SOME FINAL THOUGHTS …
Tomorrow morning (Wednesday, June 28) at 10:00 a.m. EDT, I will appear personally before South Carolina circuit court judge William Keesley at the Lexington County court house (205 E. Main Street, Lexington S.C.).
At issue? Two questions …
First, Keesley will likely determine whether I am to be held in contempt of court for refusing to reveal confidential sources in connection with a pending civil lawsuit. Second, he will likely determine what (if any) sanctions should be imposed upon me in the event it is determined that I have willfully disobeyed a court order.
Here’s a quick recap of everything that has led me to this moment …
In May of 2015, I was sued (individually and in my capacity as editor of FITSNews.com) for allegedly defaming then-state representative Kenny Bingham in an article published in December of 2014. Bingham claims this website libeled him by discussing an ethics complaint allegedly filed against him by libertarian activist Colin Ross.
Ross went on the record with my website in December 2014 regarding this complaint against Bingham (and provided us with an on-the-record copy of the complaint itself).
In fact, he’s signed an affidavit attesting to all of that …
Bingham’s counter? In court filings he claims one of his political intimates, state representative Rick Quinn, told me Ross’s report was “not true” – and that this statement should have been enough to stop my website from publishing any information about it.
Quinn, incidentally, has since been indicted on two counts of misconduct in office.
Even if Quinn were an unbiased and credible source regarding these allegations against his longtime political crony – I couldn’t have taken him at his word on this particular matter.
Why not? Thanks to the corrupt self-policing rules of the state’s legislative “ethics” committees, a shroud of secrecy surrounds complaints filed against state lawmakers. Only members of these committees are allowed to see – or even discuss – these complaints.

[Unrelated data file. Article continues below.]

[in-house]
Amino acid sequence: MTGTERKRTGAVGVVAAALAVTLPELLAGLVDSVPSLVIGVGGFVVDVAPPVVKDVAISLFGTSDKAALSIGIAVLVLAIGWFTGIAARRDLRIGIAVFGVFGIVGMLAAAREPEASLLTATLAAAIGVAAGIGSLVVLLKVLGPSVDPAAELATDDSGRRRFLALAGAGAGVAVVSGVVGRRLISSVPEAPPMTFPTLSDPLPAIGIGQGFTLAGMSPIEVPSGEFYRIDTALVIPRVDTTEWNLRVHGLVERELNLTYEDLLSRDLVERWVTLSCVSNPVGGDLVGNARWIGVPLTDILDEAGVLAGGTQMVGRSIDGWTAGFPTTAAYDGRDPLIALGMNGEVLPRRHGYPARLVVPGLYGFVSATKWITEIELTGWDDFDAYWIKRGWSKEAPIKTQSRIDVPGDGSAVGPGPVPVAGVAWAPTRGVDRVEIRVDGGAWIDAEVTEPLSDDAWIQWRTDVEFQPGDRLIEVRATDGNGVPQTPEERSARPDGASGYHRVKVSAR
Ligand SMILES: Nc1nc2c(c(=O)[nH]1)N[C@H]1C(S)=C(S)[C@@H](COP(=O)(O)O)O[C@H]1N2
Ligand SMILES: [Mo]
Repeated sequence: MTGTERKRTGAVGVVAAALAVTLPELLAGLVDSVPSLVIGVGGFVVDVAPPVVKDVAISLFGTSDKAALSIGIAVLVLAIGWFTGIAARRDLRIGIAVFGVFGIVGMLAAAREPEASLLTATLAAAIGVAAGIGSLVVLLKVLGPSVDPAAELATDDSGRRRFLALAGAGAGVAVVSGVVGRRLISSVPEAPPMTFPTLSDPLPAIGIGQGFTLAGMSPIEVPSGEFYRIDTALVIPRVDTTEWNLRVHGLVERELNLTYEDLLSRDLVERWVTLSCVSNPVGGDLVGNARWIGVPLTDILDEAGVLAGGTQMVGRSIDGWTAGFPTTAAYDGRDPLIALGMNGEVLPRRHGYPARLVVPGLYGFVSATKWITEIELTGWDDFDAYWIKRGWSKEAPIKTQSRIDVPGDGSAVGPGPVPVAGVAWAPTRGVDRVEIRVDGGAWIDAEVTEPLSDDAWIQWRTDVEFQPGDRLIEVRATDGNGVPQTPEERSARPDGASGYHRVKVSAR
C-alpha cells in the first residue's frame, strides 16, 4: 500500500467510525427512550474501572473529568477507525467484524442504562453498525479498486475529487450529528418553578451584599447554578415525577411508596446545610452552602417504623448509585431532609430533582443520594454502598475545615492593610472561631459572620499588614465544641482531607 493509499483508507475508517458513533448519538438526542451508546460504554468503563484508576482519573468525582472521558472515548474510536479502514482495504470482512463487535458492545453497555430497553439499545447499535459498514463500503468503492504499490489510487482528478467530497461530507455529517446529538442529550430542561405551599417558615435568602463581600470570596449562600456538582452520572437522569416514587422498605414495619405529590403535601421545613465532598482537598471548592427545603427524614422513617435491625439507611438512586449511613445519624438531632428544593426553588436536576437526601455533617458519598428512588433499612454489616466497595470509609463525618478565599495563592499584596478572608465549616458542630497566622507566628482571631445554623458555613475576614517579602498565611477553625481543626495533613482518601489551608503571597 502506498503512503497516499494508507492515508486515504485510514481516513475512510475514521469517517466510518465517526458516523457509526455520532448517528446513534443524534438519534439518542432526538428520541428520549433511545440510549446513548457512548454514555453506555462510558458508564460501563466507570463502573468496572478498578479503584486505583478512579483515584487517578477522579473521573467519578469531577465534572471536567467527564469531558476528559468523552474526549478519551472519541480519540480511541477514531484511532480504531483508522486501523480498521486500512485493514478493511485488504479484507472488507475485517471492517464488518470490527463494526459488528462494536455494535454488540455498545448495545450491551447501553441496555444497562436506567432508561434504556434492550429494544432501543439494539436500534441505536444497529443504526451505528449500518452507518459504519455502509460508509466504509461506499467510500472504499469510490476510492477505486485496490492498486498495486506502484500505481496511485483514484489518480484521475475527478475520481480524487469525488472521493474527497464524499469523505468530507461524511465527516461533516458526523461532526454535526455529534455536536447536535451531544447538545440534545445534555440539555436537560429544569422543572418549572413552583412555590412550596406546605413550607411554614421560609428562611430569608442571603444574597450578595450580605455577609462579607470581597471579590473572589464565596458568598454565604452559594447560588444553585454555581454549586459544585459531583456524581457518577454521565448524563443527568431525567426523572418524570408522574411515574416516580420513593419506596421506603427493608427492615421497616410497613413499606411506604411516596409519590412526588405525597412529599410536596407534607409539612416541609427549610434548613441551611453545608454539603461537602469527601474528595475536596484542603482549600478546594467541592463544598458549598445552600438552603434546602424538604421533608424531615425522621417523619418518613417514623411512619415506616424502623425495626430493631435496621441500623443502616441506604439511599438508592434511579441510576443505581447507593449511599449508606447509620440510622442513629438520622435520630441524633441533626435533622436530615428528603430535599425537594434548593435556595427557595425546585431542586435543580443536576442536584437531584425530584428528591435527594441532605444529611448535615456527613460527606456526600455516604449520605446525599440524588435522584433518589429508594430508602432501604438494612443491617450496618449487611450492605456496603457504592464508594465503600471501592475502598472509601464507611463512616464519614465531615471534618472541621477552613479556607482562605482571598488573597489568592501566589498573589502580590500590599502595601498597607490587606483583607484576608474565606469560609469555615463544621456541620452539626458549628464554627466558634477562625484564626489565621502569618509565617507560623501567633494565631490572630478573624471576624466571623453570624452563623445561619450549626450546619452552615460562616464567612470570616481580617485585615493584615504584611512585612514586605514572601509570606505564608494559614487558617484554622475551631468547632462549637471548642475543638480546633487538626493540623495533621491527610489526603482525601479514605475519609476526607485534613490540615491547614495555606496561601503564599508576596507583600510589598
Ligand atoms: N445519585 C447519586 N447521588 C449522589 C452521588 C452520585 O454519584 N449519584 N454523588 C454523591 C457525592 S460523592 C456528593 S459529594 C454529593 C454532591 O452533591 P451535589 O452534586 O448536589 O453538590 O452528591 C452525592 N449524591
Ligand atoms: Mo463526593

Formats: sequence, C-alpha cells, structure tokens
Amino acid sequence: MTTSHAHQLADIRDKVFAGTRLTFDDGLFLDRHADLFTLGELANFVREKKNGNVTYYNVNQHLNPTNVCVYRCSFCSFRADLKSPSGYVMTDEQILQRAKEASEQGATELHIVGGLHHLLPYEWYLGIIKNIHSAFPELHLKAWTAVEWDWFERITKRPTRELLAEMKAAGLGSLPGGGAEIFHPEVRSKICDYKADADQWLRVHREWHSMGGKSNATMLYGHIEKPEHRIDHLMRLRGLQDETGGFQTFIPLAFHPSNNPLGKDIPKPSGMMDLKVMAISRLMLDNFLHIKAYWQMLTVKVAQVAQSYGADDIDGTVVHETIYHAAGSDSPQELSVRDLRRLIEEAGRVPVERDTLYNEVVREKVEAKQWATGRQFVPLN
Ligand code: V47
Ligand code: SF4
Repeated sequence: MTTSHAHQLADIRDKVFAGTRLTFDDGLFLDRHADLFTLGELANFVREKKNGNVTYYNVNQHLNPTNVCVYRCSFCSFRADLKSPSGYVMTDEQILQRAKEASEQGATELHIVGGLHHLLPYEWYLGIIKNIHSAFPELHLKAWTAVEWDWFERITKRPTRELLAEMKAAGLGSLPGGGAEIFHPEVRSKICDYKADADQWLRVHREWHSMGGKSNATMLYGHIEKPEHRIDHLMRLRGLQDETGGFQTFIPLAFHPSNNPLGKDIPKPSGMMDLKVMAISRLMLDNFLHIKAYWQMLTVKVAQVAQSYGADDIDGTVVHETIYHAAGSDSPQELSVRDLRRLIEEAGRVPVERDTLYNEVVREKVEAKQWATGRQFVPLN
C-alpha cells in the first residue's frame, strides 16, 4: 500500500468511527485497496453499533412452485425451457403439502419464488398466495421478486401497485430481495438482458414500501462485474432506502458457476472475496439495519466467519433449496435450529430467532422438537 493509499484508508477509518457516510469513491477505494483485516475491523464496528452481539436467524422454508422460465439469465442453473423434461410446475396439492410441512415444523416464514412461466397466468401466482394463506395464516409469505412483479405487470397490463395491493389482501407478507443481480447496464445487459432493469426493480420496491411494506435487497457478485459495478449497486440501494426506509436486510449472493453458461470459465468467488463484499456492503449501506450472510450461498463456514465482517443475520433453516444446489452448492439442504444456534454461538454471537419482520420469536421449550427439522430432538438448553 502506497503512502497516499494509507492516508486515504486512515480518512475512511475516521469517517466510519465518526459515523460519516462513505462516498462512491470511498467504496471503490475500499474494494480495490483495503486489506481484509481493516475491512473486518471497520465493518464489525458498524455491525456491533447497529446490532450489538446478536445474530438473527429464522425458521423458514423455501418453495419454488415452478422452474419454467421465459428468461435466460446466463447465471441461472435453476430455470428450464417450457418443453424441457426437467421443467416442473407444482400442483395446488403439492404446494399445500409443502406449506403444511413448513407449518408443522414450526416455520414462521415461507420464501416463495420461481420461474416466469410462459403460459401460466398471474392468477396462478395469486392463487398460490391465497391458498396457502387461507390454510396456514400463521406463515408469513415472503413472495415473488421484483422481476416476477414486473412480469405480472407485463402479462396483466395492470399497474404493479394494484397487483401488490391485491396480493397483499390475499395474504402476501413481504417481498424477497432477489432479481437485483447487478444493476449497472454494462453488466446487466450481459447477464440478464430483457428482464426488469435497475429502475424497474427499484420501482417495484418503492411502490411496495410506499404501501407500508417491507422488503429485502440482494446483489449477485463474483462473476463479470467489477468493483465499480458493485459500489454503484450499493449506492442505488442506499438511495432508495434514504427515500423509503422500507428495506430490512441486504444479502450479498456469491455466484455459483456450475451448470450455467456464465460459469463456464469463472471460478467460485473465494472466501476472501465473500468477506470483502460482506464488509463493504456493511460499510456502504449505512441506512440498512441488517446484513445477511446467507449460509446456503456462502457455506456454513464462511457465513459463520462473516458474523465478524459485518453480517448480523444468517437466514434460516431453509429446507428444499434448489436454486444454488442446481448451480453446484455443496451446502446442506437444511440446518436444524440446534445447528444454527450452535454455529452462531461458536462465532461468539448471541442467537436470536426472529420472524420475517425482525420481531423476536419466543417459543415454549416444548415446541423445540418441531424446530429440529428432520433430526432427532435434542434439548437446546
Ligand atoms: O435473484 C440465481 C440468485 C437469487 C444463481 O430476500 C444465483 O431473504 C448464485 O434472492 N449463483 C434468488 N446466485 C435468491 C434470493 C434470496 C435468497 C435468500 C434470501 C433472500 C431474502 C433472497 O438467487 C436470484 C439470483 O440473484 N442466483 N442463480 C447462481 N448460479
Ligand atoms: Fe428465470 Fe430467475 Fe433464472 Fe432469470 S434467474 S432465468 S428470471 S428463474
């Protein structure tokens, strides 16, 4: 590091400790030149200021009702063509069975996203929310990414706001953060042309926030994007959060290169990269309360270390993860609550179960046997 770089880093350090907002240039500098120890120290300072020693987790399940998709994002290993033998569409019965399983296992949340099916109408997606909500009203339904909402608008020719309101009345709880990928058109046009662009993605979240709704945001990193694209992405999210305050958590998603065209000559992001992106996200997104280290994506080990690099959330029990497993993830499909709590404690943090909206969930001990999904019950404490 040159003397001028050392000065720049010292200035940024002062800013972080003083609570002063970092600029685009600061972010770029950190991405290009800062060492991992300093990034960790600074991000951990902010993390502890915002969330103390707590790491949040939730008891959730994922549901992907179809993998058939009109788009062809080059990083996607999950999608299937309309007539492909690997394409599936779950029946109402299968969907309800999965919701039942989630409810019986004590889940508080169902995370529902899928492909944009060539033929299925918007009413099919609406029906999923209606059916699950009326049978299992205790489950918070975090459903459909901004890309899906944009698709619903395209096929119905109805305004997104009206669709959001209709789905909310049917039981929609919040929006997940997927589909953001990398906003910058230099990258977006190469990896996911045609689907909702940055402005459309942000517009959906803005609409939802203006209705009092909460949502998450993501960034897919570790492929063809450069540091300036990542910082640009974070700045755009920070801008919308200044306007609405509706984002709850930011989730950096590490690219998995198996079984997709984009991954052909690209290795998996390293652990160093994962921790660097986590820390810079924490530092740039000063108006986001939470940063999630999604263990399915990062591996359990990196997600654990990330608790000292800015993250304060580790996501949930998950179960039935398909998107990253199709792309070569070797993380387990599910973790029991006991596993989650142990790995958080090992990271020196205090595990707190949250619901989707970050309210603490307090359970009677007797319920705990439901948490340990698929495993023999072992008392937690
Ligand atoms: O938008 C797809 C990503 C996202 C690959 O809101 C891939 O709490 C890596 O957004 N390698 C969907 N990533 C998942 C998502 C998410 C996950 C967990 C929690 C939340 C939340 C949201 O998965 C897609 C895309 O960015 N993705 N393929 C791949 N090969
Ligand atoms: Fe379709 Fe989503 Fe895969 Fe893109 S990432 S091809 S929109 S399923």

Given that Quinn is not a member of the ethics committee, he would have had no way of knowing whether such a report had been filed.
In other words, it is impossible for me to have acted with “reckless disregard for the truth” in connection with this case – which according to the U.S. Supreme Court (Times v. Sullivan) is the standard public officials must prove in order to win a libel judgment.
Despite the main thrust of this lawsuit being fairly cut-and-dried, S.C. circuit court judge Keith Kelly – whom I frequently criticized for casting fiscally liberal votes during his tenure in the state legislature – issued a ruling last year demanding that I give up certain confidential sources in connection with this case after I declined to do so during a September 2015 deposition.
Some of these sources are completely unrelated to the substance of Bingham’s complaint – having provided information my website declined to publish. Others are only tangentially connected to the case, having provided information related to #ProbeGate – an ongoing investigation into public corruption in state government.
All of these sources were granted anonymity to speak freely, however.
On the instruction of my attorneys, I reached out to each of these sources and informed them I had been ordered to divulge their names in connection with this case. To a person, they declined to release me from the bounds of confidentiality granted in connection with the conveyance of certain information.
Accordingly, I am duty-bound not to divulge their identities.
For those of you who follow the nuts and bolts of such things, here is the court filing submitted on my behalf in connection with this case …
How will things play out tomorrow? I don’t know …
I’m also gratified to have received the support of the S.C. Press Association – and I was particularly humbled by the vote of confidence I received the other day from fellow reporter Meg Kinnard of the Associated Press.
Most of all, I’m grateful to my wife Katrina Folks for standing beside me and encouraging me to do the right thing even if it meant facing time behind bars.
Finally, as the moment of truth approaches in this case, I want to make it clear I have no ill will toward Bingham or his attorney, Johnny Parker.
Bingham abruptly resigned his seat in the S.C. General Assembly last spring right around the time rumors associated with this investigation were ramping up – and given his proximity to those either under indictment or facing scrutiny in connection with this ongoing probe, it’s not surprising his name has been referenced as often as it has.
But that doesn’t necessarily mean he’s done anything illegal – and while this website obviously reported on specific allegations leveled against him, like anyone accused of any sort of wrongdoing Bingham is presumed innocent until proven guilty.
WANNA SOUND OFF?
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